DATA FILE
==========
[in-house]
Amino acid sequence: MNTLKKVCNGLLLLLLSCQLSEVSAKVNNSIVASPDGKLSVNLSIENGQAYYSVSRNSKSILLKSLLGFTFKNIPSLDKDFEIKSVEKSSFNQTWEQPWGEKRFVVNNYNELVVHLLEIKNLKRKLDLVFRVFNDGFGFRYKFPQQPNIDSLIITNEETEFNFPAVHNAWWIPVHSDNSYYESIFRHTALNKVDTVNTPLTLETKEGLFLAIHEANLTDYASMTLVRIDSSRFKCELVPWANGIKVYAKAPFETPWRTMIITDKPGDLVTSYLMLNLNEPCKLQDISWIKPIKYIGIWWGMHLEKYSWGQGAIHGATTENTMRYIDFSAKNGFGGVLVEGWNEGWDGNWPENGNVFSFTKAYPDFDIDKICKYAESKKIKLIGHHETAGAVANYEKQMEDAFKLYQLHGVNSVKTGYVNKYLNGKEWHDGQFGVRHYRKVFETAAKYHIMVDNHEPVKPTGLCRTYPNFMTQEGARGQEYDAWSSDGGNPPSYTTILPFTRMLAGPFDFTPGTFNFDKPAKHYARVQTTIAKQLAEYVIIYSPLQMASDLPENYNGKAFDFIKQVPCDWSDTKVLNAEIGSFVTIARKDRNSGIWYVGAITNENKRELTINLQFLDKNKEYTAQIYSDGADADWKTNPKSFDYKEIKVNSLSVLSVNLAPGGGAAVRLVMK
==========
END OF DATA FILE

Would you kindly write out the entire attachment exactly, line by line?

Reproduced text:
[in-house]
Amino acid sequence: MNTLKKVCNGLLLLLLSCQLSEVSAKVNNSIVASPDGKLSVNLSIENGQAYYSVSRNSKSILLKSLLGFTFKNIPSLDKDFEIKSVEKSSFNQTWEQPWGEKRFVVNNYNELVVHLLEIKNLKRKLDLVFRVFNDGFGFRYKFPQQPNIDSLIITNEETEFNFPAVHNAWWIPVHSDNSYYESIFRHTALNKVDTVNTPLTLETKEGLFLAIHEANLTDYASMTLVRIDSSRFKCELVPWANGIKVYAKAPFETPWRTMIITDKPGDLVTSYLMLNLNEPCKLQDISWIKPIKYIGIWWGMHLEKYSWGQGAIHGATTENTMRYIDFSAKNGFGGVLVEGWNEGWDGNWPENGNVFSFTKAYPDFDIDKICKYAESKKIKLIGHHETAGAVANYEKQMEDAFKLYQLHGVNSVKTGYVNKYLNGKEWHDGQFGVRHYRKVFETAAKYHIMVDNHEPVKPTGLCRTYPNFMTQEGARGQEYDAWSSDGGNPPSYTTILPFTRMLAGPFDFTPGTFNFDKPAKHYARVQTTIAKQLAEYVIIYSPLQMASDLPENYNGKAFDFIKQVPCDWSDTKVLNAEIGSFVTIARKDRNSGIWYVGAITNENKRELTINLQFLDKNKEYTAQIYSDGADADWKTNPKSFDYKEIKVNSLSVLSVNLAPGGGAAVRLVMK